The Man In The Arena, & Teddy Roosevelt.

“It is not the critic who counts; not the man who points out how the strong man stumbles, or where the doer of deeds could have done them better. The credit belongs to the man who is actually in the arena, whose face is marred by dust and sweat and blood; who strives valiantly; who errs, who comes short again and again, because there is no effort without error and shortcoming; but who does actually strive to do the deeds; who knows great enthusiasms, the great devotions; who spends himself in a worthy cause; who at the best knows in the end the triumph of high achievement, and who at the worst, if he fails, at least fails while daring greatly, so that his place shall never be with those cold and timid souls who neither know victory nor defeat.”

– From Theodore Roosevelt’s speech, “Citizenship In A Republic” in Paris, April 23, 1910


I discovered this a couple of years ago at a convention when Brene Brown came up and explained this quote, and elaborated on her book Daring Greatly, with fears and all. It was very inspiring. It’s okay if you fail and fail again just as long as you dared greatly, as long as you tried your hardest, as long as you tried with your heart and all. It doesn’t matter if you win or lose it matters how much effort you put into it. It matters that you tried at all.

We all fail, its not fair but it happens for a good reason. Maybe its because we didn’t want it enough or we didn’t give it our whole heart like it deserved or it just plainly wasn’t time. I maybe cliche (and that’s okay) but I believe everything happens for a reason, the good and the bad.

Another key point was that It doesn’t matter at all what anyone else has come, said, or judged you. They are not in your place, they have not fought your fight.

When I was younger so many people told me if you keep thinking bad things, bad things will happen. Of course I didn’t understand it then, I didn’t understand how the universe can do that. How could the universe and the future be reading my mind. I was actually kind of scared to be thinking bad thoughts when I was younger. But I have grown to believe that saying to be true. That is why today I try my hardest to bring positivity to the world, bring happiness and love to everyone who needs it and even to those who don’t. Why would I try to bring more sadness to peoples lives. That is what I’m trying to with this blog. That is the main reason I wanted to start this. A long while ago I was living with a lot negativity and sadness in my heart and its not good for anyone. I have grown from it, but I still know I need some growing up to do.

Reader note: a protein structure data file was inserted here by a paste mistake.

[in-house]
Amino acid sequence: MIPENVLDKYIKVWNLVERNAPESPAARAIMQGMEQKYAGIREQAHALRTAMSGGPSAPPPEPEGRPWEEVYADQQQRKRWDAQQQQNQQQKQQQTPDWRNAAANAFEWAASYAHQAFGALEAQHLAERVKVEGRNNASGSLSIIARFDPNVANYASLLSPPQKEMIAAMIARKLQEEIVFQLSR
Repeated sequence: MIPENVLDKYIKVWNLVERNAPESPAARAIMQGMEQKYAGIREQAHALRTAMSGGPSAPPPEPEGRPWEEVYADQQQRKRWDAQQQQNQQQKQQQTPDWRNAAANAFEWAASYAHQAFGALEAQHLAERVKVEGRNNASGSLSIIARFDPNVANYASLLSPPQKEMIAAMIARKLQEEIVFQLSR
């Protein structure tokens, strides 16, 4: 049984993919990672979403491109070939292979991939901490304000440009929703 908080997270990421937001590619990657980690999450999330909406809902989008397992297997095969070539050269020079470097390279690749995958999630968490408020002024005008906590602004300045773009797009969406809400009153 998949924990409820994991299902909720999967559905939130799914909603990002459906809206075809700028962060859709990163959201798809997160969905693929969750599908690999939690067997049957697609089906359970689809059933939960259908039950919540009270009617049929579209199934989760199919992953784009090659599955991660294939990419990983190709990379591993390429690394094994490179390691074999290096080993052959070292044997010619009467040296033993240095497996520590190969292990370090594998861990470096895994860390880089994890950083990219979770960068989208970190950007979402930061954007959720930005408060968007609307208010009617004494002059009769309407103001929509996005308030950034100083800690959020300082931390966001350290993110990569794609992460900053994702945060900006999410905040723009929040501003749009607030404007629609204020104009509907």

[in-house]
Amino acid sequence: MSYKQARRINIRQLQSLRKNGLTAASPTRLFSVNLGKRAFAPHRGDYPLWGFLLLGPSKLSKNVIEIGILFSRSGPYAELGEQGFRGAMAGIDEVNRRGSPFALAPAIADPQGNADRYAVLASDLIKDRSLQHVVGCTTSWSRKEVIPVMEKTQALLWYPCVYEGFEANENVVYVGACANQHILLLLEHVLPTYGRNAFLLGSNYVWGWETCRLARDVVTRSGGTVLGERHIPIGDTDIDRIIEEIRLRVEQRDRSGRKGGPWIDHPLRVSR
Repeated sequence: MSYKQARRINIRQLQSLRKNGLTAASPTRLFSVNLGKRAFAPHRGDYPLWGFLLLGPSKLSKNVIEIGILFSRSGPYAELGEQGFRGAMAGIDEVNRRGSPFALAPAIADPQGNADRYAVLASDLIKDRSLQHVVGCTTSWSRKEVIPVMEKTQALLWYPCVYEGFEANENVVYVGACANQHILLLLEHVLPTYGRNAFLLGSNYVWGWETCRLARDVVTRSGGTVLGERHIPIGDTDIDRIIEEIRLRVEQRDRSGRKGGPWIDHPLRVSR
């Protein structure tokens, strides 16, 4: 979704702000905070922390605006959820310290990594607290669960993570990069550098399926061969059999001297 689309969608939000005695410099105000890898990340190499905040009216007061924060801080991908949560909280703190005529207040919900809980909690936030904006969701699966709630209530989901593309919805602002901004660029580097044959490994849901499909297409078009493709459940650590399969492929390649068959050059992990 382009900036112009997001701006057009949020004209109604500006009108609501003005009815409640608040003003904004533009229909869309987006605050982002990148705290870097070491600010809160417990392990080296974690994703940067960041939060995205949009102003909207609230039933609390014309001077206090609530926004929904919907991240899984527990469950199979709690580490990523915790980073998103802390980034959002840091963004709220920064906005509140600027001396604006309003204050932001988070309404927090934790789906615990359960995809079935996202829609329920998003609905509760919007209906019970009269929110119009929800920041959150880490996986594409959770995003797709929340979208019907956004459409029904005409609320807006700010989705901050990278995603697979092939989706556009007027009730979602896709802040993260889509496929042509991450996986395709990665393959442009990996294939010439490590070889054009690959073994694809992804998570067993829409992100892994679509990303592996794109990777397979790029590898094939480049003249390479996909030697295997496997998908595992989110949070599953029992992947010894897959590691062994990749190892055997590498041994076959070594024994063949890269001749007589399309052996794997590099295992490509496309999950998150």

My favorite part of this “quote” is the last couple of lines

“if he fails, at least fails while daring greatly, so that his place shall never be with those cold and timid souls who neither know victory nor defeat.”

Because even till this day it still helps me. Exactly like it says I would rather fail, or choose to at least try and do something no one else wants to do than be with those who have done anything, who don’t know what winning or losing feels like. It motivates and pushes me to do more, do something completely out of my comfort zone.

As many times United States 26th president, Teddy Roosevelt has dealt with losing his wife and his mom in the same house and day, the day his first child was born. He was happy, and he was a great president. I admire him for that. He wasn’t perfect, no president has been (well no one is perfect) He was a Rough Rider and the only president to have a Medal of Honor. Many people have John F Kennedy as their favorite president and on their walls, but Theodore Roosevelt is mine!

Who is your favorite president?

Have you ever been proud of your failures, knowing you tried your hardest?

Do something with your whole heart. It’s okay if you fail, just as long as you really tried. Please don’t regret your failure especially when you tried your hardest (It just wasn’t the right time.) It doesn’t matter what anyone says or thinks. Do what you need to do!

Sincerely yours, Jolee G.


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